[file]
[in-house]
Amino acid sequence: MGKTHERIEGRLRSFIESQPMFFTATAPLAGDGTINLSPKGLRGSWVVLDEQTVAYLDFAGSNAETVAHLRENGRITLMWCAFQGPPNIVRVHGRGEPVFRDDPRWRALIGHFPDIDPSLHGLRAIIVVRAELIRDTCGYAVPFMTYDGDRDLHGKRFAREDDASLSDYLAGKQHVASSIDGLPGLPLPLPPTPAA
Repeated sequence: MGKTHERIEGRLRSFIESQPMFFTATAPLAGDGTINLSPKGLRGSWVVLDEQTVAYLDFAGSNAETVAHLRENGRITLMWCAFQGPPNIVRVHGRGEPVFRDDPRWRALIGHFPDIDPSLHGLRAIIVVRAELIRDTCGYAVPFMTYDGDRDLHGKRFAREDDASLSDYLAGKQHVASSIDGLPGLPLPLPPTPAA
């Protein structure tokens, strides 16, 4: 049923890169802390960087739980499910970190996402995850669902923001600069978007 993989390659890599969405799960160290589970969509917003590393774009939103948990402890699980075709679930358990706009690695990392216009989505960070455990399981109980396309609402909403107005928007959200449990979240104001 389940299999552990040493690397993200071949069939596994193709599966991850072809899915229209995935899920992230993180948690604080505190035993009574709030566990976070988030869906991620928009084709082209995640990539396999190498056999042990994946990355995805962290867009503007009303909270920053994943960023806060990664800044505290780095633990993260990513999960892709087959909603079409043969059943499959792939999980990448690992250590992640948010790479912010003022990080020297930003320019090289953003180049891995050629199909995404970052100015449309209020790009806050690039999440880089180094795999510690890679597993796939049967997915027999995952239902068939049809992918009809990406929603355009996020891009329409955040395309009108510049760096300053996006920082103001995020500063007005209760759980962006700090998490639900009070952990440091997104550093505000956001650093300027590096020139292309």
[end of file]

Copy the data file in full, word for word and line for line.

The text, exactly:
[in-house]
Amino acid sequence: MGKTHERIEGRLRSFIESQPMFFTATAPLAGDGTINLSPKGLRGSWVVLDEQTVAYLDFAGSNAETVAHLRENGRITLMWCAFQGPPNIVRVHGRGEPVFRDDPRWRALIGHFPDIDPSLHGLRAIIVVRAELIRDTCGYAVPFMTYDGDRDLHGKRFAREDDASLSDYLAGKQHVASSIDGLPGLPLPLPPTPAA
Repeated sequence: MGKTHERIEGRLRSFIESQPMFFTATAPLAGDGTINLSPKGLRGSWVVLDEQTVAYLDFAGSNAETVAHLRENGRITLMWCAFQGPPNIVRVHGRGEPVFRDDPRWRALIGHFPDIDPSLHGLRAIIVVRAELIRDTCGYAVPFMTYDGDRDLHGKRFAREDDASLSDYLAGKQHVASSIDGLPGLPLPLPPTPAA
């Protein structure tokens, strides 16, 4: 049923890169802390960087739980499910970190996402995850669902923001600069978007 993989390659890599969405799960160290589970969509917003590393774009939103948990402890699980075709679930358990706009690695990392216009989505960070455990399981109980396309609402909403107005928007959200449990979240104001 389940299999552990040493690397993200071949069939596994193709599966991850072809899915229209995935899920992230993180948690604080505190035993009574709030566990976070988030869906991620928009084709082209995640990539396999190498056999042990994946990355995805962290867009503007009303909270920053994943960023806060990664800044505290780095633990993260990513999960892709087959909603079409043969059943499959792939999980990448690992250590992640948010790479912010003022990080020297930003320019090289953003180049891995050629199909995404970052100015449309209020790009806050690039999440880089180094795999510690890679597993796939049967997915027999995952239902068939049809992918009809990406929603355009996020891009329409955040395309009108510049760096300053996006920082103001995020500063007005209760759980962006700090998490639900009070952990440091997104550093505000956001650093300027590096020139292309």